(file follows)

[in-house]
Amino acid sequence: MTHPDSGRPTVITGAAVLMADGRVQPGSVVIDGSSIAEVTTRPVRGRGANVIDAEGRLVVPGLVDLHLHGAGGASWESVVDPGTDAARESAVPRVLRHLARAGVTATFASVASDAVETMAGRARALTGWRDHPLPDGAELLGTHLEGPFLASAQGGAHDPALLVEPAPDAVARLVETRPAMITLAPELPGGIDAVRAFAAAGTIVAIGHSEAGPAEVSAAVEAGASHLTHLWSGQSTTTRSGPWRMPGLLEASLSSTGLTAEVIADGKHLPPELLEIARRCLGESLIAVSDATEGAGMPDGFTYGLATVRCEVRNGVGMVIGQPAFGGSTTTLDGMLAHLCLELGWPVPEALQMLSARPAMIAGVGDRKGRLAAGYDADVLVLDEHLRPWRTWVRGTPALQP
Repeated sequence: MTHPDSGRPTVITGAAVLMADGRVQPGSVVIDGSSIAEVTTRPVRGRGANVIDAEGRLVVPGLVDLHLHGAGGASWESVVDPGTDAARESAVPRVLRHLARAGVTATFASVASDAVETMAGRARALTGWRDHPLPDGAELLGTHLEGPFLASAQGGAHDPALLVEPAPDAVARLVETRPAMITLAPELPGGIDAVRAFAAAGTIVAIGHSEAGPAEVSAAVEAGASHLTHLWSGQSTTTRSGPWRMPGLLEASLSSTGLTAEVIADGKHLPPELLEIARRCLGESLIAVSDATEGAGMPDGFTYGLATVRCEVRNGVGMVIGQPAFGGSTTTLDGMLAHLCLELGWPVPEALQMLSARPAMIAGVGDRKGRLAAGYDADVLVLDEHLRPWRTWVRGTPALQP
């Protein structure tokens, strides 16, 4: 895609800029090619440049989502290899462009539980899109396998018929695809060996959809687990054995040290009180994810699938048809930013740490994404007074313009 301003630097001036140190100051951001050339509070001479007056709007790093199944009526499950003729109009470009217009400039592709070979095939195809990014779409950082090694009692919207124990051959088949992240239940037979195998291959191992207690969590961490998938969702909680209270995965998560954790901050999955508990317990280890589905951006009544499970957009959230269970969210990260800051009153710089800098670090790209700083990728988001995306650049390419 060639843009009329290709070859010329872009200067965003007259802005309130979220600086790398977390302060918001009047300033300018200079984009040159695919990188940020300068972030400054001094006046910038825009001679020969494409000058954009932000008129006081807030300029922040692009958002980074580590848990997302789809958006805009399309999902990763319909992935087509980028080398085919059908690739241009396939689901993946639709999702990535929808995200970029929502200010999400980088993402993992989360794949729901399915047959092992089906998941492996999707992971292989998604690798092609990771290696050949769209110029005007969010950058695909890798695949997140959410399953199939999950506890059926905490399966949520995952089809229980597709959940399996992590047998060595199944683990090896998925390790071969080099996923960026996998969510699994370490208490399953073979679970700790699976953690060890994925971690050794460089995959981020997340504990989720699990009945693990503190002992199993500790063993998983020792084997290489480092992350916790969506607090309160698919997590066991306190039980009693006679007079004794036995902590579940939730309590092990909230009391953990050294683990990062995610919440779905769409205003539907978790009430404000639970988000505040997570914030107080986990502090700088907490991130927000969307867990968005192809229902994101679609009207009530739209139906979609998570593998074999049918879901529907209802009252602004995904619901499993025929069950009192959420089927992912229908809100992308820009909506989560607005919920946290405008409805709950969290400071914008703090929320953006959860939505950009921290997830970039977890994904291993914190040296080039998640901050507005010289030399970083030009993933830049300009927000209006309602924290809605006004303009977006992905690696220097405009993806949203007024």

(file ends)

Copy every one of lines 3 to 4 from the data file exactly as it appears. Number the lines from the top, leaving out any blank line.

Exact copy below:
Repeated sequence: MTHPDSGRPTVITGAAVLMADGRVQPGSVVIDGSSIAEVTTRPVRGRGANVIDAEGRLVVPGLVDLHLHGAGGASWESVVDPGTDAARESAVPRVLRHLARAGVTATFASVASDAVETMAGRARALTGWRDHPLPDGAELLGTHLEGPFLASAQGGAHDPALLVEPAPDAVARLVETRPAMITLAPELPGGIDAVRAFAAAGTIVAIGHSEAGPAEVSAAVEAGASHLTHLWSGQSTTTRSGPWRMPGLLEASLSSTGLTAEVIADGKHLPPELLEIARRCLGESLIAVSDATEGAGMPDGFTYGLATVRCEVRNGVGMVIGQPAFGGSTTTLDGMLAHLCLELGWPVPEALQMLSARPAMIAGVGDRKGRLAAGYDADVLVLDEHLRPWRTWVRGTPALQP
């Protein structure tokens, strides 16, 4: 895609800029090619440049989502290899462009539980899109396998018929695809060996959809687990054995040290009180994810699938048809930013740490994404007074313009 301003630097001036140190100051951001050339509070001479007056709007790093199944009526499950003729109009470009217009400039592709070979095939195809990014779409950082090694009692919207124990051959088949992240239940037979195998291959191992207690969590961490998938969702909680209270995965998560954790901050999955508990317990280890589905951006009544499970957009959230269970969210990260800051009153710089800098670090790209700083990728988001995306650049390419 060639843009009329290709070859010329872009200067965003007259802005309130979220600086790398977390302060918001009047300033300018200079984009040159695919990188940020300068972030400054001094006046910038825009001679020969494409000058954009932000008129006081807030300029922040692009958002980074580590848990997302789809958006805009399309999902990763319909992935087509980028080398085919059908690739241009396939689901993946639709999702990535929808995200970029929502200010999400980088993402993992989360794949729901399915047959092992089906998941492996999707992971292989998604690798092609990771290696050949769209110029005007969010950058695909890798695949997140959410399953199939999950506890059926905490399966949520995952089809229980597709959940399996992590047998060595199944683990090896998925390790071969080099996923960026996998969510699994370490208490399953073979679970700790699976953690060890994925971690050794460089995959981020997340504990989720699990009945693990503190002992199993500790063993998983020792084997290489480092992350916790969506607090309160698919997590066991306190039980009693006679007079004794036995902590579940939730309590092990909230009391953990050294683990990062995610919440779905769409205003539907978790009430404000639970988000505040997570914030107080986990502090700088907490991130927000969307867990968005192809229902994101679609009207009530739209139906979609998570593998074999049918879901529907209802009252602004995904619901499993025929069950009192959420089927992912229908809100992308820009909506989560607005919920946290405008409805709950969290400071914008703090929320953006959860939505950009921290997830970039977890994904291993914190040296080039998640901050507005010289030399970083030009993933830049300009927000209006309602924290809605006004303009977006992905690696220097405009993806949203007024």